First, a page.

When you or a loved one gets arrested, your priority will be to post bail and gain freedom from Jail. Bail is an amount of money that a defendant pays before a release from custody awaiting trial. The judge and the court officers set the amount and the condition of bail. The judge might decide to set you free on your own recognizance. For a major offense or if the judge considers you a risk to the community, he/she might deny you bail. In case of bail denial, you would have to stay in jail awaiting trial. The judge might also decide to approve bail, set the bail amount, and the conditions of bail. For the best bail services in Las Vegas, Express Bail Bonds can assist you.

Role/Purpose of Bail

In most cases, bail mainly applies to criminal proceedings. However, the court might impose bail on civil cases in rare circumstances. Bail is not a form of fine or pretrial punishment. Modern bail rules are emphasizing the non-monetary release of people from custody. The bail reforms aim at eliminating discrimination against the poor people who may not have the ability to pay the bail amount. Bail serves several purposes in Las Vegas: 

  • Bail acts as a form of insurance for the court. By requiring a defendant to post bail, the court ensures that the defendant will show up for future court appearances. Failure of the defendant to show up at a future court date results in a withdrawal of the bail bond, and the defendant is sent back to custody.
  • Bail serves as an extension of the legal principle that all suspects are presumed innocent until proven guilty. Bail is a right accorded by the U.S constitution to people arrested or awaiting trial. You have a right to walk free before trial or the judgment offered by the judge. The suspect can avoid jail time until he or she is proven guilty. While awaiting trial, the suspect can go one with life and carry out daily responsibilities. As long as you abide by all the bail conditions, you will get back the bail money at the end of the trial, irrespective of whether you are innocent or guilty. However, if you attempt to skip trial or flee from your residence area, you might forfeit the money used to secure bail.
  • After posting bail, you will have an opportunity to seek proper legal assistance. While out of custody, you will have ample time to research and seek legal counsel. You will have an opportunity to appoint your attorney to represent you. You do not have to settle for an appointed defense attorney who might not be willing to put much effort into your case.
  • Posting bail allows you to prepare for life after court. If you realize that you might go back to jail after trial, you will spend your time before trial preparing for your future sentence. For instance, you could arrange for the care of your children and pets. You could also organize your finances to ensure that everything is in order. However, you should not assume that you will automatically go to jail after trial. With a competent attorney, you might avoid a jail sentence and get probation or other lesser sentence.

The key purpose of bail is to ensure that the accused person is subject to a certain legal process. At a later date, the accused person is judged depending on whether he/she complied with the terms of bail or not. The definition of bail lies between freedom and prison sentence. You can avoid jail until trial as long as you comply with bail requirements; however, violation of bail requirements sends you back to custody.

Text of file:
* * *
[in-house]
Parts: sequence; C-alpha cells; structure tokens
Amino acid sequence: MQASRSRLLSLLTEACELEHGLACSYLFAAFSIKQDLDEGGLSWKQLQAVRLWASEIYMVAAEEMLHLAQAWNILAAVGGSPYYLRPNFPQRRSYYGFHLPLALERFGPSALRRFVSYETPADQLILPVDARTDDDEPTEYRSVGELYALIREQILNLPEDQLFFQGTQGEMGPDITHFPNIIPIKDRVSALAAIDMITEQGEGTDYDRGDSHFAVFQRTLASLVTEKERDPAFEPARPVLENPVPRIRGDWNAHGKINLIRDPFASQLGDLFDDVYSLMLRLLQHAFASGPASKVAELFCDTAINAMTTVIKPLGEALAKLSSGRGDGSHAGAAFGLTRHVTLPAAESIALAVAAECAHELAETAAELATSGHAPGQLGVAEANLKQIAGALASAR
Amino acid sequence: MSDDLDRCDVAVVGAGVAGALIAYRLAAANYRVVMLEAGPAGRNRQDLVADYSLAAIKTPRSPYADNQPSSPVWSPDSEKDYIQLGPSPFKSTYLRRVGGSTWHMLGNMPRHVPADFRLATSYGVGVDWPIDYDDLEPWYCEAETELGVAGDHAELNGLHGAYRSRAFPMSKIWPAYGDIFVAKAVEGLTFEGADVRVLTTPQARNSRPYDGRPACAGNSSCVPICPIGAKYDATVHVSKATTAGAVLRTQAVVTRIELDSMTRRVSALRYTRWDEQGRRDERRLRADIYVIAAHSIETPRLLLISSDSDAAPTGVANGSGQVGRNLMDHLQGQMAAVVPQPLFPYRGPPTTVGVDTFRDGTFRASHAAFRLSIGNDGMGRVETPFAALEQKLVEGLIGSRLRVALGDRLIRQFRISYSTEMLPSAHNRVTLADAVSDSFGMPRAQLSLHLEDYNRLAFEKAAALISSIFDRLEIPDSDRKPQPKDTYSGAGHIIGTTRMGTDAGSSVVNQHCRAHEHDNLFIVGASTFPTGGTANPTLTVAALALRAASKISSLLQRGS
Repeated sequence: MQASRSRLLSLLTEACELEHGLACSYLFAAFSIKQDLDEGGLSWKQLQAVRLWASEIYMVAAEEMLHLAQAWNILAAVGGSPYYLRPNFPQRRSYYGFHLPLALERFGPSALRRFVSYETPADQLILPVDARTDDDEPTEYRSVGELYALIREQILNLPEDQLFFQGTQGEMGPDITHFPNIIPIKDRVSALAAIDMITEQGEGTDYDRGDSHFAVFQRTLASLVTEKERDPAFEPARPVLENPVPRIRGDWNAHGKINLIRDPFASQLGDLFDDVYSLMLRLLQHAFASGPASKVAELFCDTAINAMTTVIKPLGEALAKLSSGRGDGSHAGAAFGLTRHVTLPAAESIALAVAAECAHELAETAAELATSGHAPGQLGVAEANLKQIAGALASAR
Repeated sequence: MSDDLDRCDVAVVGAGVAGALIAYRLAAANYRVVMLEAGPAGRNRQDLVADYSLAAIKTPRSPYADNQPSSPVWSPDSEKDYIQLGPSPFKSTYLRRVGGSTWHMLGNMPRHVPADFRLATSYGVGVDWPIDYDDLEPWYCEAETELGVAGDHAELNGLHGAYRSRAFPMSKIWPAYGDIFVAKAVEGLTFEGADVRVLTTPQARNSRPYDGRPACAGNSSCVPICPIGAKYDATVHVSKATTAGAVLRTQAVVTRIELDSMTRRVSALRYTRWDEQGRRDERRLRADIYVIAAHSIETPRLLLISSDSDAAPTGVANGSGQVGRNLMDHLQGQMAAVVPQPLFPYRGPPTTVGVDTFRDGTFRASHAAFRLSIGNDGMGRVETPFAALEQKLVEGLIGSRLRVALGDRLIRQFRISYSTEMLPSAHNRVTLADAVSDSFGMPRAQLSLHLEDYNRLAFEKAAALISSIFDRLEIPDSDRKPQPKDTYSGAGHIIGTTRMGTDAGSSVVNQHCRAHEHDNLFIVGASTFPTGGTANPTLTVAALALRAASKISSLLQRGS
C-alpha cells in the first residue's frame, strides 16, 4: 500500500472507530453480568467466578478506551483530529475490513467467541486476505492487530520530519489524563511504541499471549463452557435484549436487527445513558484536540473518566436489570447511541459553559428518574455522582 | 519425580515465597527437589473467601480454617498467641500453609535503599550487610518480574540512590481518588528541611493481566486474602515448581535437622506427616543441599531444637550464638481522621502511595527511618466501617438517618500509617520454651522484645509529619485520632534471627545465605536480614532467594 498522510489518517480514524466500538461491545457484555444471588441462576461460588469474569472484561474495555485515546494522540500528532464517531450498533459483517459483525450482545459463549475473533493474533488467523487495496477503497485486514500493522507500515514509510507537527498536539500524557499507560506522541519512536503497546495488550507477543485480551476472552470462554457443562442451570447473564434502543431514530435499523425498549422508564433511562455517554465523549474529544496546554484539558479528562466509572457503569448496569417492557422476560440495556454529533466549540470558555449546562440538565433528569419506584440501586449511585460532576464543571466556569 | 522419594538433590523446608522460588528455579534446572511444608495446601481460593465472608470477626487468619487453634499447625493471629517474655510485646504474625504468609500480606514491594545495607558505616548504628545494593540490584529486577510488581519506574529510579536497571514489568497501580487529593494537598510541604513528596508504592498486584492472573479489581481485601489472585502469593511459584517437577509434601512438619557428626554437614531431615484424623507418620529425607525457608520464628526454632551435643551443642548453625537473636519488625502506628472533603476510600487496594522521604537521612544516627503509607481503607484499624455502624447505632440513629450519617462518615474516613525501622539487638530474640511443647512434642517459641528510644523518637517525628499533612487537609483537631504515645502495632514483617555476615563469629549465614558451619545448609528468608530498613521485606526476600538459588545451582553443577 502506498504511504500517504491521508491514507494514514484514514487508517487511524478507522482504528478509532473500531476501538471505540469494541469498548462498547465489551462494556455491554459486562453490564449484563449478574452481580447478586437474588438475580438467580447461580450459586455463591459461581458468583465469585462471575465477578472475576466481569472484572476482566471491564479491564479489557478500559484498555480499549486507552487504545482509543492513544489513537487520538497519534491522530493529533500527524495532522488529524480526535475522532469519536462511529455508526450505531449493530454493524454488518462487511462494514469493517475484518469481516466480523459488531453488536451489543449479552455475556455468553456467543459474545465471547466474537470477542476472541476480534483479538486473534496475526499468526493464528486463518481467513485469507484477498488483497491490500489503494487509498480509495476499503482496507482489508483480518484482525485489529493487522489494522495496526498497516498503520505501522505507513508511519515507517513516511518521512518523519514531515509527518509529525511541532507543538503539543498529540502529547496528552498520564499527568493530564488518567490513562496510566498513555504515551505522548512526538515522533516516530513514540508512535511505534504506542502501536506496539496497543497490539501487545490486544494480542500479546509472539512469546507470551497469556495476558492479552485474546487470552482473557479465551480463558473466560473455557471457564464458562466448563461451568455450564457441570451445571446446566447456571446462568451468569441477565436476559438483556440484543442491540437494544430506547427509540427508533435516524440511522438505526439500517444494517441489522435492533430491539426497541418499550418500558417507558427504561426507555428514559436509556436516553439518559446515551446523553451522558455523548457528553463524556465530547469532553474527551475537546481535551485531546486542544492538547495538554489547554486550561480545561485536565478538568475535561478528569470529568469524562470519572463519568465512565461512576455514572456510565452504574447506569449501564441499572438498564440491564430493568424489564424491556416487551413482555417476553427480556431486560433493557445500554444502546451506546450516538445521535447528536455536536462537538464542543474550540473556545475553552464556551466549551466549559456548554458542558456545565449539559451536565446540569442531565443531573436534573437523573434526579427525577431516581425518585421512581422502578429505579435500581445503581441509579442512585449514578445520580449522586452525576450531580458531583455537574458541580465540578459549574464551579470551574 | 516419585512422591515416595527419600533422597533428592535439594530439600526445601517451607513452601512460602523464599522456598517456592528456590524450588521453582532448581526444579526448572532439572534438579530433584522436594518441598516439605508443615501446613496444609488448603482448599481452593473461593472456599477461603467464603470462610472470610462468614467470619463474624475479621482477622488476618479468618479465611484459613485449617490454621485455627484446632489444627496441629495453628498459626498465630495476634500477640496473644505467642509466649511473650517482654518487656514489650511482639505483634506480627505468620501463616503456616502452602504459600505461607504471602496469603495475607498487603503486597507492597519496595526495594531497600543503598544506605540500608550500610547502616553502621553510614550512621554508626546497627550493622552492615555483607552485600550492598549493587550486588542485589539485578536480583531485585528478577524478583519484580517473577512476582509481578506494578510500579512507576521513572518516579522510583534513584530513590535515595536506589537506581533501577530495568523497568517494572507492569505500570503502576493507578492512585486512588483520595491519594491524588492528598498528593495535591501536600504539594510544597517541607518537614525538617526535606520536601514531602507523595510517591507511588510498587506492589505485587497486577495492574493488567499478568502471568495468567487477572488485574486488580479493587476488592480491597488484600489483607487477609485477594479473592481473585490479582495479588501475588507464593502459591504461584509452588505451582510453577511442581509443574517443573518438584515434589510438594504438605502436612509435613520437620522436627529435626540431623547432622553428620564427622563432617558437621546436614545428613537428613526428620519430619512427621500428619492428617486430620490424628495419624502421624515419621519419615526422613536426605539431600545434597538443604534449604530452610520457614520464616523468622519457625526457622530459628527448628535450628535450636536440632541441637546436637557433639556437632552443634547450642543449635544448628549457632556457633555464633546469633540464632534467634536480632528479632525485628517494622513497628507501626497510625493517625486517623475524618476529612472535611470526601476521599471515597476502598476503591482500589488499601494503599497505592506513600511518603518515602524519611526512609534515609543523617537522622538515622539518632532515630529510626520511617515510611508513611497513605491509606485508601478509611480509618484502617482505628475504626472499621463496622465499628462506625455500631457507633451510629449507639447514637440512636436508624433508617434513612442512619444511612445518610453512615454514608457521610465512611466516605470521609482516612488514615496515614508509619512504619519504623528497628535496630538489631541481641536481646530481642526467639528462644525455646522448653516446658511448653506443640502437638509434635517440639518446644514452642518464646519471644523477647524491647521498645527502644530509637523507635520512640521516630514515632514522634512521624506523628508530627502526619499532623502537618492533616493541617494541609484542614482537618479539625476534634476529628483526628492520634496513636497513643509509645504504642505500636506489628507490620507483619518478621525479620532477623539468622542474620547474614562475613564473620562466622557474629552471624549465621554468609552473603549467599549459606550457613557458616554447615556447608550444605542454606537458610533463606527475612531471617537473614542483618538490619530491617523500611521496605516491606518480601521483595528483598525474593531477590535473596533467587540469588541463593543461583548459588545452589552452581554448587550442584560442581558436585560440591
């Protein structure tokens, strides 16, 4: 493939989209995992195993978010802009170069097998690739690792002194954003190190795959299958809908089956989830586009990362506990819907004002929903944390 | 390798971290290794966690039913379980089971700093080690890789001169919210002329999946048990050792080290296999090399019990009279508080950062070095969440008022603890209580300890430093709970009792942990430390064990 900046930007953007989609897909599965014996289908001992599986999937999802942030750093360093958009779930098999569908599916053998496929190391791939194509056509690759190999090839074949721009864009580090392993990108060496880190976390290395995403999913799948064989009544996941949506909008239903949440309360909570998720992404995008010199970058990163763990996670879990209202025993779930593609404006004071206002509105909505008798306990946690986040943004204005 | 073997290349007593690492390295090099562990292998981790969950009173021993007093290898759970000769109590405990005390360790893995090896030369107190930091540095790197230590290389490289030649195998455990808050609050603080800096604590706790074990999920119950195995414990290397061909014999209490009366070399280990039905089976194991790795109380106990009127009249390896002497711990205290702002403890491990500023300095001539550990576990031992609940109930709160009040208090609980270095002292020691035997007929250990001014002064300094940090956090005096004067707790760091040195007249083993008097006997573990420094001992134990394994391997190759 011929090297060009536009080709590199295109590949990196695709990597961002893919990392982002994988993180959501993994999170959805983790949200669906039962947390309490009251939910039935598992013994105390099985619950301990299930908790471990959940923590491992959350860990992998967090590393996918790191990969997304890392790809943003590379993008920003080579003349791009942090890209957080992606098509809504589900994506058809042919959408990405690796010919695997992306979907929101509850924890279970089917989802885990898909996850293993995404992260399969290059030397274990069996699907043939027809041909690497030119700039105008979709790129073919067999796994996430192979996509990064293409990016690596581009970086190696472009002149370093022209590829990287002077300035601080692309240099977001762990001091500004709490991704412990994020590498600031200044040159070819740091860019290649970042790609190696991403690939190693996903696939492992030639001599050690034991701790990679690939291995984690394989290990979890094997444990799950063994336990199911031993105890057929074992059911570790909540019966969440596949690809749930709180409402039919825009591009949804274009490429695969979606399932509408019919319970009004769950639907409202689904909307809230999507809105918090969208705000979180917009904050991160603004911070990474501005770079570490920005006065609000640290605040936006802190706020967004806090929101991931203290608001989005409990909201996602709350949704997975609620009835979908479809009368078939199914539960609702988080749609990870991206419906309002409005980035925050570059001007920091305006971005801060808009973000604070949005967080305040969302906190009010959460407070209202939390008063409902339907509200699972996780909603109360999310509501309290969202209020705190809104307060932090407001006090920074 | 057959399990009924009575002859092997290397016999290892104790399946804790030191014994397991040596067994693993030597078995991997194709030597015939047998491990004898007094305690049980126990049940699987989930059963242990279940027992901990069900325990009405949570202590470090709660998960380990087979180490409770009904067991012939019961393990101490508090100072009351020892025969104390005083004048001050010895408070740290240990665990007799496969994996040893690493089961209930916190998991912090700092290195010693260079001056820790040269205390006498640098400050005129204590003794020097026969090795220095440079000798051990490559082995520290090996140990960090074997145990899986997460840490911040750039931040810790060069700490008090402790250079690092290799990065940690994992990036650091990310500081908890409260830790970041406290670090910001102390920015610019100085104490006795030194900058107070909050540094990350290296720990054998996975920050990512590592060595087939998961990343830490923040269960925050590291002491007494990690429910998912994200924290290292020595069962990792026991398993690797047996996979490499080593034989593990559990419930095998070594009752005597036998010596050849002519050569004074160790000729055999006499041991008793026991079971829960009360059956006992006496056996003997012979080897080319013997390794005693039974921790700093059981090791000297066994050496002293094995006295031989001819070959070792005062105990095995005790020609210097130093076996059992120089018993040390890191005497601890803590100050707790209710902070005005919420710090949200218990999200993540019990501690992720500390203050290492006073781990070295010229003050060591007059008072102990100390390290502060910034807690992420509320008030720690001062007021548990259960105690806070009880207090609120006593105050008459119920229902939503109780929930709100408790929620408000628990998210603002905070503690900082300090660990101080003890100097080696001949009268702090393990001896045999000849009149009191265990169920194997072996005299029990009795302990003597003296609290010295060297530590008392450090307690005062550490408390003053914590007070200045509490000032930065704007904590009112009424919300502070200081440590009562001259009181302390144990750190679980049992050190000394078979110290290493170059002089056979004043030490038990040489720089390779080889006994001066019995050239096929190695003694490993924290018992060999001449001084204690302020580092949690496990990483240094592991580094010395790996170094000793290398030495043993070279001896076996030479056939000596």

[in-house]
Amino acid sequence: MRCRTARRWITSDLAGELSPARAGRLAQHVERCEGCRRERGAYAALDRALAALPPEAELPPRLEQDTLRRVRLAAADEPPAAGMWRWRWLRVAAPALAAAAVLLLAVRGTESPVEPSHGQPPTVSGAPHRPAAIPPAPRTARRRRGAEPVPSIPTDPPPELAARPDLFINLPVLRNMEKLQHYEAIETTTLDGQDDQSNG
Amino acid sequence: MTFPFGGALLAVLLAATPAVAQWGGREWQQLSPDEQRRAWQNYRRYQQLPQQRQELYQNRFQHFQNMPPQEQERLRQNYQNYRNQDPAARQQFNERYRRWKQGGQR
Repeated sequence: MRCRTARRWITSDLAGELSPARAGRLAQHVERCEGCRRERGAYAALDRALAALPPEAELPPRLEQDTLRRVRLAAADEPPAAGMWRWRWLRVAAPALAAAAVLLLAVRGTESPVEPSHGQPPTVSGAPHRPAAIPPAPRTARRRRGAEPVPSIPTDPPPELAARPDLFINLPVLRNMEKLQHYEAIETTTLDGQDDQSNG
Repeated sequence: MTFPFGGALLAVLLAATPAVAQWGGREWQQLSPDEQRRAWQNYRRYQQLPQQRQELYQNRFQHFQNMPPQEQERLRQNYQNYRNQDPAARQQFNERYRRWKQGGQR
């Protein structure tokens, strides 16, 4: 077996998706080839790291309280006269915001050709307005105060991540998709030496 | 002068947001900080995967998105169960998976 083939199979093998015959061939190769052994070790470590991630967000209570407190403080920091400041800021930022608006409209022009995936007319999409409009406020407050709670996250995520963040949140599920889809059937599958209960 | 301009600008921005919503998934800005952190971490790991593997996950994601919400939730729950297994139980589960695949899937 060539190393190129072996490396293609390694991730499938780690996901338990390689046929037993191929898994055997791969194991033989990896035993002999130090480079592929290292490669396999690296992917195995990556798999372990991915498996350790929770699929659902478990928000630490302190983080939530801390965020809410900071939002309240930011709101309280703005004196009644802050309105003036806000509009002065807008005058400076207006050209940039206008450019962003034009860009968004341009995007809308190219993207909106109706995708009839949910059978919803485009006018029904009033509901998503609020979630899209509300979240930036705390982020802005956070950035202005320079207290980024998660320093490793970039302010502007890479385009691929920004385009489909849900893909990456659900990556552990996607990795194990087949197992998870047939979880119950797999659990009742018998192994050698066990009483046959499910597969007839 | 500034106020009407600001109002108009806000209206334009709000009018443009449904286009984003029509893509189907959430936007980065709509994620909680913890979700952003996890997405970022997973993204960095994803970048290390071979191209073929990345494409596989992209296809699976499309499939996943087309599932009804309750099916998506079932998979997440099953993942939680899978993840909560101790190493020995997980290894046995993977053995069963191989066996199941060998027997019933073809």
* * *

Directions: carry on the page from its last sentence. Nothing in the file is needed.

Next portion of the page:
Determining the Bail Amount

When a judge or magistrate decides on the bail amount, he or she might consider several factors:

  • Your risk of fleeing after release
  • The type of alleged crime that you have committed
  • How dangerous you are
  • Whether you will pose a risk to the community after release

When the court grants bail, the bail is usually conditional. The court might require you to do certain things or avoid certain things after getting a release on bail. For instance, the court might order you not to have contact with certain people after your release. You might also have to stop using drugs or drinking. You might also have to notify the court whenever you change your phone number or your address. The court might impose any condition of bail as long as it deems it reasonable. If you are not comfortable with a certain condition of bail, you could request that the court negotiates with the attorney on your behalf. 

If you promise to show up for all the future court appearances, the judge might release you without bail payment. You are more likely to get a release on your own recognizance if you have a steady job and other roots in the community that indicates that you are not likely to flee. The court might revoke the privilege or release on its own recognizance if you fail to abide by the terms of the release. 

If You Are Unable to Raise the Bail Amount

Not everyone has the financial capability to pay the amount set by the court as bail. What happens if you are unable to raise the bail amount set by the court? You could arrange your release through a bail bondsman. You might put up a little amount of the bail amount and have the bail bondsman guarantee the remaining bail amount to the court if you fail to show up for court appearance. 

For minor misdemeanor offenses, bail may not be important; however, this will depend on the circumstances and the seriousness of the offense. Bail mainly applies to serious misdemeanor and felony cases. You might require bail at three stages in the criminal proceeding: pretrial period, pending execution or imposition, pending appeal.

Find a Bail Bondsman Near Me

Bail plays an important role in allowing a suspect to get out of custody while awaiting trial. You don't have to remain in custody just because you can't raise the bail amount. You can seek reliable bail bond services from Express Bail Bonds. Contact us at 702-633-2245 and speak to one of our representatives today.